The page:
The Court Fight Against Section 5 of the Voting Rights Act
A three-judge panel of the federal Court of Appeals for the District of Columbia today unanimously reinstated a challenge by residents of Kinston, N.C., claiming that Section 5 of the Voting Rights Act is unconstitutional. They sued after the Justice Department objected to a referendum that changed its city council and mayoral elections from partisan to nonpartisan. In 2008, Kinston voters approved the referendum by a two to one margin, including a majority of the town’s black voters, who constitute 65% of the registered electorate.
DOJ claimed the referendum was racially discriminatory and violated Section 5, which requires a small number of states to get all election changes approved by the Justice Department or a District of Columbia federal court. Passed as a temporary, five-year measure in 1965, Section 5 has been subsequently renewed by Congress, most recently in 2006 for another 25 years.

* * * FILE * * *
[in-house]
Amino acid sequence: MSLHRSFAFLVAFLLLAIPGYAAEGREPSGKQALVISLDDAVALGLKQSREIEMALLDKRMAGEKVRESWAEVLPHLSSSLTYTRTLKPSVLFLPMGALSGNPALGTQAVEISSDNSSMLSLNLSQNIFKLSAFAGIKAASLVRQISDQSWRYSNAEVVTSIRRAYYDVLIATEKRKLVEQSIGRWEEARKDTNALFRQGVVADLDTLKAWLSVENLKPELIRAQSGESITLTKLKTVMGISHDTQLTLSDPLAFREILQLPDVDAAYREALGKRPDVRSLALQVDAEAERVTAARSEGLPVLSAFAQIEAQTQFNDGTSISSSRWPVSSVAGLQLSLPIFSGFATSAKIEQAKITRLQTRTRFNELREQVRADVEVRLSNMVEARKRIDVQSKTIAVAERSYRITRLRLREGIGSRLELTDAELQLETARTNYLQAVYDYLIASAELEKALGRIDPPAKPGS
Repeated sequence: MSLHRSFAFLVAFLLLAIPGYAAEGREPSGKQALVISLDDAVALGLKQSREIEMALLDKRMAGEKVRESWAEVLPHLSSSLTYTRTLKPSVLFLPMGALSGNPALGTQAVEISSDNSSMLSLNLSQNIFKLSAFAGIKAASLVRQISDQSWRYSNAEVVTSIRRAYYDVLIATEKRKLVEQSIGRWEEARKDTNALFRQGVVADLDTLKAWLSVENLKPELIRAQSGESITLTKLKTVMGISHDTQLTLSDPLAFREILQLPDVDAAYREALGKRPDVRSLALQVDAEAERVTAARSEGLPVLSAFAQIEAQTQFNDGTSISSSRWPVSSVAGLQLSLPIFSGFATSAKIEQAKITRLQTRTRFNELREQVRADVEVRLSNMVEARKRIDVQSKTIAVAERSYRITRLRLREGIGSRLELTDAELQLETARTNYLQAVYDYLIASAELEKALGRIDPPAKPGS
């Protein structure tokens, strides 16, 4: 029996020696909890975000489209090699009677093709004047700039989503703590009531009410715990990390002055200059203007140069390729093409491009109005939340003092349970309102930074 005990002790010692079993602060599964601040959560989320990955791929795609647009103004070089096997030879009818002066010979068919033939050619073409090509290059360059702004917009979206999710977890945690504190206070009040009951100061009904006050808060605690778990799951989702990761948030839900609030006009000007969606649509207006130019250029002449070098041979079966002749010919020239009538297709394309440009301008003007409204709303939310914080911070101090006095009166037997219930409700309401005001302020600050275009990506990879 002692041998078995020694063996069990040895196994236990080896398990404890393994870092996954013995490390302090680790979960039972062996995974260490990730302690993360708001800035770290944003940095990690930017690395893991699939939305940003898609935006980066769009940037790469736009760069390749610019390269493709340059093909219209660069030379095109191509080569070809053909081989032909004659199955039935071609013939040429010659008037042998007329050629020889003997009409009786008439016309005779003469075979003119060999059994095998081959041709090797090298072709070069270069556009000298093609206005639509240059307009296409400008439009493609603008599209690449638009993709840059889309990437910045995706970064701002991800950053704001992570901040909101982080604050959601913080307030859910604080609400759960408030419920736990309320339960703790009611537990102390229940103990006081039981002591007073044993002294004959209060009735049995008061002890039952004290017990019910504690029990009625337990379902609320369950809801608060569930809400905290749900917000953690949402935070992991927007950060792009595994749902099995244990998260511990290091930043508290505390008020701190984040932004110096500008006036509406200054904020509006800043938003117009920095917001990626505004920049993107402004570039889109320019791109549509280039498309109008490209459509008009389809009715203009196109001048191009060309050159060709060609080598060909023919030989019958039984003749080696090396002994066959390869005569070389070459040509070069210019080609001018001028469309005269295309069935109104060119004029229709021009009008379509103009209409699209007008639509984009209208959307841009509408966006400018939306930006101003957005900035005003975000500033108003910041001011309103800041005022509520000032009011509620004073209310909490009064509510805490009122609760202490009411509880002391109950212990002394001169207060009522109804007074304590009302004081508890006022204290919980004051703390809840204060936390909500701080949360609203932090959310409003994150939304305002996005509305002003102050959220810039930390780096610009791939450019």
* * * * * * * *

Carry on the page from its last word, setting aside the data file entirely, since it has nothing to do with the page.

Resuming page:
DOJ’s bizarre objection was that Kinston’s black voters would not know who to vote for without party labels on the ballot. Somehow, that made the referendum racially discriminatory, never mind that a majority of black voters approved the change.
The district court had dismissed the lawsuit, claiming that neither voters nor any candidates had standing to challenge DOJ’s objection. But the Court of Appeals held that they did have standing and sent the case back to the district court. This was a loss for the Justice Department, which was hoping to avoid having to argue the substantive merits of the constitutionality of the renewal of Section 5 by Congress at a time when the systematic, widespread discrimination that led to its passage in 1965 has long disappeared.
A second case--one filed by Shelby County, Ala.--pending in the federal district court raises the same constitutional question. Both cases are bound to end up in the Supreme Court, perhaps as soon as the next term.